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Argument: Three Mile Island was actually a nuclear safety success

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Mark Brandly. "The Case for Nuclear Power". Virginia Viewpoint. October, 2001 - "Nuclear power is safer than alternative methods of electricity generation. The famous Three Mile Island accident is often cited as proof of the danger of nuclear power. In that incident, the reactor core was compromised, but the safety devices worked as they were designed to. The radiation was safely contained and not one person was injured with the possible exception of Dr. Edward Teller, a physicist, who worked himself into a heart attack refuting the anti-nuclear propaganda that took place after the accident."


Max Schulz. "Nuclear Power Is the Future". Wilson Quarterly. Fall, 2006 - "With regard to the incidents at Three Mile Island and Chernobyl, these objections don’t quite seem fair. Opponents of nuclear energy seized on these episodes to argue that nuclear power is inherently unsafe, and they found a receptive audience in the United States and Europe. But a closer examination of the two events tells a different ­story.

God willing, Three Mile Island will be remembered as the worst nuclear accident in American history. But nobody died. Nobody was even injured. Despite the ­scary-­sounding partial core meltdown that occurred, the nearby community was never really endangered. The massive concrete containment structures that are standard on almost all nuclear reactors did their job and ensured that no radiation ­leaked."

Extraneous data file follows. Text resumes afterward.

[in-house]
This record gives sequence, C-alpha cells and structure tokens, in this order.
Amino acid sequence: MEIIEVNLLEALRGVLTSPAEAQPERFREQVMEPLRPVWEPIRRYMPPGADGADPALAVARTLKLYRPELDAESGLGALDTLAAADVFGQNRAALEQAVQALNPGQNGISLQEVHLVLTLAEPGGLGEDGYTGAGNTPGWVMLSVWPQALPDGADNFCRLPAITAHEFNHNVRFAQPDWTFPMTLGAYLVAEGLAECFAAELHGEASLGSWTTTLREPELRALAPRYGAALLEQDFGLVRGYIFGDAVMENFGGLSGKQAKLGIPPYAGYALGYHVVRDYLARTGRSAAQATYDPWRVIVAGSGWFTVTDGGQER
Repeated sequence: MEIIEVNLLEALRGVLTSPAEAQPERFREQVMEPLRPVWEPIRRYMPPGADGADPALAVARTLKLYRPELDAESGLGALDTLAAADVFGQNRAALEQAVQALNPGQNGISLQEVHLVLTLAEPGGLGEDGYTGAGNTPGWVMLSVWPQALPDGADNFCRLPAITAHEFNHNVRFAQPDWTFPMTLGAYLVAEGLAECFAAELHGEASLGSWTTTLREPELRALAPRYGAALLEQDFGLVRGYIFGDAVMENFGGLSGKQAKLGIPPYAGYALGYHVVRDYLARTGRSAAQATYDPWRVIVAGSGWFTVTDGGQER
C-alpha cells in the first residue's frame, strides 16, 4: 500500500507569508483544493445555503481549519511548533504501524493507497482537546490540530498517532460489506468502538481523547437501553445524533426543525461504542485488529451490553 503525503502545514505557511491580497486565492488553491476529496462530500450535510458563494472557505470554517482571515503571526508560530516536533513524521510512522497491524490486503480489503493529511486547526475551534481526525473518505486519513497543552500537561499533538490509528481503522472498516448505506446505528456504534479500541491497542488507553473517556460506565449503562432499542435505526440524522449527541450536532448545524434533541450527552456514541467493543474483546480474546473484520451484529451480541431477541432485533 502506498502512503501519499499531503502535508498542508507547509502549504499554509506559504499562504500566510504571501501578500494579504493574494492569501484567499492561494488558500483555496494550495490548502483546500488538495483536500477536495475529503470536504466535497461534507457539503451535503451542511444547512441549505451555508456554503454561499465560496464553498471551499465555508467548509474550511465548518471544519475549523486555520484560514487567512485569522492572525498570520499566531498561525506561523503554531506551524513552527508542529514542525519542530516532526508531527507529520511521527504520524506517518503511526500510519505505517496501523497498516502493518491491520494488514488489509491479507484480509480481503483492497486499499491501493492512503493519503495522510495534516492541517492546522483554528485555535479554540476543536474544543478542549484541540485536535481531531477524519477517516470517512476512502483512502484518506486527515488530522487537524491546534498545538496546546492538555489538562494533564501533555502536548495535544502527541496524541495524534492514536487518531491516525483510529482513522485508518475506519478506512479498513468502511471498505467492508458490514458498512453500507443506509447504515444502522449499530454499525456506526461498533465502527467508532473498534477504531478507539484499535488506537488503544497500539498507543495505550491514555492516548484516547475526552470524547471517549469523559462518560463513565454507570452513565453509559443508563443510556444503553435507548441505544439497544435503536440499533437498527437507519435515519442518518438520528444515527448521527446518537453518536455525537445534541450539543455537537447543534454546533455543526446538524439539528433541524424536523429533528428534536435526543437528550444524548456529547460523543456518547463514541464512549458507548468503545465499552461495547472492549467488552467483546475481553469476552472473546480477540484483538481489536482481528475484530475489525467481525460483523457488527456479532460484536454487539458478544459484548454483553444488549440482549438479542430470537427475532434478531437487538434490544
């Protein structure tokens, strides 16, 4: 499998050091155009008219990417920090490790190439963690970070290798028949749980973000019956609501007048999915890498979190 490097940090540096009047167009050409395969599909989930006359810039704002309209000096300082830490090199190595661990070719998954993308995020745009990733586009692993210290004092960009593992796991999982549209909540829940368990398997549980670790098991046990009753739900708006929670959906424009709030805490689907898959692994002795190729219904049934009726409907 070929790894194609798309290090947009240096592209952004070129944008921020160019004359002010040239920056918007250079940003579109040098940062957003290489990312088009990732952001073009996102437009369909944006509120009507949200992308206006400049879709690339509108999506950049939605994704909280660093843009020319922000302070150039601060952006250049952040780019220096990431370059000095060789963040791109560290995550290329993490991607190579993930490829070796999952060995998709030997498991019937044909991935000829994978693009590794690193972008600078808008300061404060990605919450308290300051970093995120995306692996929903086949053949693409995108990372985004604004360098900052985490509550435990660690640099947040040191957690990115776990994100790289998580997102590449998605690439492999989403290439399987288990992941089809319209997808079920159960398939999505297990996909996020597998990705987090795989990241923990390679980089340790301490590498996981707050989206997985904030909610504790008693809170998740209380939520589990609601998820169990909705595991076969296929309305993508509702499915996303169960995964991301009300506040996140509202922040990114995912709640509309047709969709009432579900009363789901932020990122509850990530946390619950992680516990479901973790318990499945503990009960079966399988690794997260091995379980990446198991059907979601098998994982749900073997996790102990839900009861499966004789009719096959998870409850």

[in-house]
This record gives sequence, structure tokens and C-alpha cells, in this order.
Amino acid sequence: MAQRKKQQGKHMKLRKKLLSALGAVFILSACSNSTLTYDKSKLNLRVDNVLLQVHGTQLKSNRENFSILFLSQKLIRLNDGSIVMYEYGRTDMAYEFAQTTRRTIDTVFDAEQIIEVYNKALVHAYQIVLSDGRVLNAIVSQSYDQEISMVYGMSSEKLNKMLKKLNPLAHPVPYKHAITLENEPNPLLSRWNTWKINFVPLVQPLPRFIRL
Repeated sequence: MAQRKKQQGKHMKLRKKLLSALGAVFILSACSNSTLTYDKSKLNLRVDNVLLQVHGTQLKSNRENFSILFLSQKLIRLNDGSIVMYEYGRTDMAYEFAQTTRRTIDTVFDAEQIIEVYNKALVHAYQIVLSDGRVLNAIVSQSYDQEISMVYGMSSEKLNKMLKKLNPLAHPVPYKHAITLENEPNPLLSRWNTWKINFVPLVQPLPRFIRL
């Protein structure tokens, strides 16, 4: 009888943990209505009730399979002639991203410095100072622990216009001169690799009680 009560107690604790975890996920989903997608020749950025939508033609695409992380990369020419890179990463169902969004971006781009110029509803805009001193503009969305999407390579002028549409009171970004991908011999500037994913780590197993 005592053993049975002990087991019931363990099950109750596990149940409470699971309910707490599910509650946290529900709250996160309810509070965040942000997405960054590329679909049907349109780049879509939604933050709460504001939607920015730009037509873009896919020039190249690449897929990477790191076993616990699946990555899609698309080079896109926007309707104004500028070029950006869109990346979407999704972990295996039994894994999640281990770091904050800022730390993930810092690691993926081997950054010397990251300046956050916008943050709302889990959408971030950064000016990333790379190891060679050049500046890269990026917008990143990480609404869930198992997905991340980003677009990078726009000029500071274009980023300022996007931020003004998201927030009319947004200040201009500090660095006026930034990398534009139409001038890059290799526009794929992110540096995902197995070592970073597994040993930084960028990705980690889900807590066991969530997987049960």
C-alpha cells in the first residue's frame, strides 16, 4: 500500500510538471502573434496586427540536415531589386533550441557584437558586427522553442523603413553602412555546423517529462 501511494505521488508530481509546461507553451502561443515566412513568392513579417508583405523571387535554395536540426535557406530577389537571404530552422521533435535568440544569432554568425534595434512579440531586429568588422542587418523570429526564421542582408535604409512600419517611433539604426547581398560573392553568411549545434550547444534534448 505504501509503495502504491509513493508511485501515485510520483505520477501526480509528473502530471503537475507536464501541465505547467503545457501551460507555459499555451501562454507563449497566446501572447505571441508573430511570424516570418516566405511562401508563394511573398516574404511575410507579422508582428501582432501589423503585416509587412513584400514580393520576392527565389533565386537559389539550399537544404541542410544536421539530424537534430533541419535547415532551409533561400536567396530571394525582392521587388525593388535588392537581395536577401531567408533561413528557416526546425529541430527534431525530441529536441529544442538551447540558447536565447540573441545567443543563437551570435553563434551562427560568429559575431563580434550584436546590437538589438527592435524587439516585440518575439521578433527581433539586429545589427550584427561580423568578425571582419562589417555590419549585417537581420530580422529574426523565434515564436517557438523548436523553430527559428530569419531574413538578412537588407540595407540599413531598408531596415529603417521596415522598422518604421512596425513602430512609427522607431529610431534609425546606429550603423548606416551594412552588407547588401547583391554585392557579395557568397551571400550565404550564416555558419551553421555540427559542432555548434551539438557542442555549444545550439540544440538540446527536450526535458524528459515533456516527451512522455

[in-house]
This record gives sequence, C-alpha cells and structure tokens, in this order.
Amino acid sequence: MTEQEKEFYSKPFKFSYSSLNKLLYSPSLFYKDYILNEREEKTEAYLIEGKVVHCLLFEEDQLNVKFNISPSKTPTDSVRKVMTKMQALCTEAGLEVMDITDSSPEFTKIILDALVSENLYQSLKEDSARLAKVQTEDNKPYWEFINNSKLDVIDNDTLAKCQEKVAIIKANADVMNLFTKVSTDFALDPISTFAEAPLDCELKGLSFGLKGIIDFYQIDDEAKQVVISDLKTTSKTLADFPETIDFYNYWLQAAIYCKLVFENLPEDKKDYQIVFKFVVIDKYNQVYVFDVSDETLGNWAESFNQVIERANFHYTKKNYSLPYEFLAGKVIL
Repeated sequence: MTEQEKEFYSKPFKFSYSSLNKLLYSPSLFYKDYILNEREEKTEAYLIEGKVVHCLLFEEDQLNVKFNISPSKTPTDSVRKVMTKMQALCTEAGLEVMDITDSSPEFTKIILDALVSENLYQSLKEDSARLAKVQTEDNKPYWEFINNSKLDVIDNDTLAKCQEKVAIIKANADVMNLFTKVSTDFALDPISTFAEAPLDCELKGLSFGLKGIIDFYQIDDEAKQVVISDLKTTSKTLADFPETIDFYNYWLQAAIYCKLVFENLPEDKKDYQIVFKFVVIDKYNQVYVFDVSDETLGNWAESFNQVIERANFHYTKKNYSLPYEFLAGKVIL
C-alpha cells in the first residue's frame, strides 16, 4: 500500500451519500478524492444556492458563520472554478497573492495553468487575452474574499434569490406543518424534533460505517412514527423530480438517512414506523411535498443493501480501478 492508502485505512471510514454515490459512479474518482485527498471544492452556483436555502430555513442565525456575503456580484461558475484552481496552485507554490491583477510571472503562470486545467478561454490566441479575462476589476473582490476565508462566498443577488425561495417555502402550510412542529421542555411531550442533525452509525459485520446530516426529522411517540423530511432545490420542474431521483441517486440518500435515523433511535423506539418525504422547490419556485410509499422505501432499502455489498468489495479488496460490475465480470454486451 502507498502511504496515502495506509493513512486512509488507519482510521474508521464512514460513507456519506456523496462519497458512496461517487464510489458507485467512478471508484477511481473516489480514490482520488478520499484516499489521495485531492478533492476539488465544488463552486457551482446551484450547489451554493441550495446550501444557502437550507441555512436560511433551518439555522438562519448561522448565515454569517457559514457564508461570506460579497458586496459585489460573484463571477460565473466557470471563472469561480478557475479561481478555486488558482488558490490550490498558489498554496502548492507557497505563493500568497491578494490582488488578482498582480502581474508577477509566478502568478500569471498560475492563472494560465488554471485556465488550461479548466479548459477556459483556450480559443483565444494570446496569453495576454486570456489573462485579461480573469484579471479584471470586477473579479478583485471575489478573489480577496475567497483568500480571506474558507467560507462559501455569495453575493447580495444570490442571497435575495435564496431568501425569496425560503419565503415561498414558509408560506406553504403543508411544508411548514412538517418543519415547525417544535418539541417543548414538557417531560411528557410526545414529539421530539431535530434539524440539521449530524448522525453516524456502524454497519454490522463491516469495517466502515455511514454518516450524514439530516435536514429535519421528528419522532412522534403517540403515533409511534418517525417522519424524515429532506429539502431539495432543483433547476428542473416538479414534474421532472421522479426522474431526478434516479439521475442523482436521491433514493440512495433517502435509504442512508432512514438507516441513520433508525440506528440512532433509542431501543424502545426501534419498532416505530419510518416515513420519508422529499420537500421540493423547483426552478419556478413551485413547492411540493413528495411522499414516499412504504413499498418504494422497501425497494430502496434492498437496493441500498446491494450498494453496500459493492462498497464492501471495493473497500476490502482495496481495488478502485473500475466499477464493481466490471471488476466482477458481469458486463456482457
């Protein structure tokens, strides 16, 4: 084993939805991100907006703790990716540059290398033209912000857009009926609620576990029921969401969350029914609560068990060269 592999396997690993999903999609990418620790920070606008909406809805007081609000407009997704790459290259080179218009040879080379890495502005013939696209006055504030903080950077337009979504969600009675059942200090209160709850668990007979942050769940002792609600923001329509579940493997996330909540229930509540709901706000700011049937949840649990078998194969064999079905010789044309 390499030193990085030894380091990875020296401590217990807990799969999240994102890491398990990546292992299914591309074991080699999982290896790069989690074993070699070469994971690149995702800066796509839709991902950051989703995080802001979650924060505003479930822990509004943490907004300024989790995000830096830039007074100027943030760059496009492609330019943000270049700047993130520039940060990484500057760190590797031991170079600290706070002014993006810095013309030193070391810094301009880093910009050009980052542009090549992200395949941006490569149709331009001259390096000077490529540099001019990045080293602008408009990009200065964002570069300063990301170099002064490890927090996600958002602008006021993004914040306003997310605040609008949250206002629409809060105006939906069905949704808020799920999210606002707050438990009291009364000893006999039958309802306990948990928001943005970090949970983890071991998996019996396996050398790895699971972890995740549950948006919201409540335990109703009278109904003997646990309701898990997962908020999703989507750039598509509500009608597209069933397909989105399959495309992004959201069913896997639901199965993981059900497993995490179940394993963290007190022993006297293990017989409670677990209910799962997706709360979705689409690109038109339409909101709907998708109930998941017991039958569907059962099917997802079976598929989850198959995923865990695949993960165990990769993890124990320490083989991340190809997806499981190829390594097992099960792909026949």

Patrick Moore. "Going Nuclear A Green Makes the Case". Washington Post. April 16th, 2006: "Three Mile Island was in fact a success story: The concrete containment structure did just what it was designed to do -- prevent radiation from escaping into the environment. And although the reactor itself was crippled, there was no injury or death among nuclear workers or nearby residents. Three Mile Island was the only serious accident in the history of nuclear energy generation in the United States, but it was enough to scare us away from further developing the technology: There hasn't been a nuclear plant ordered up since then."

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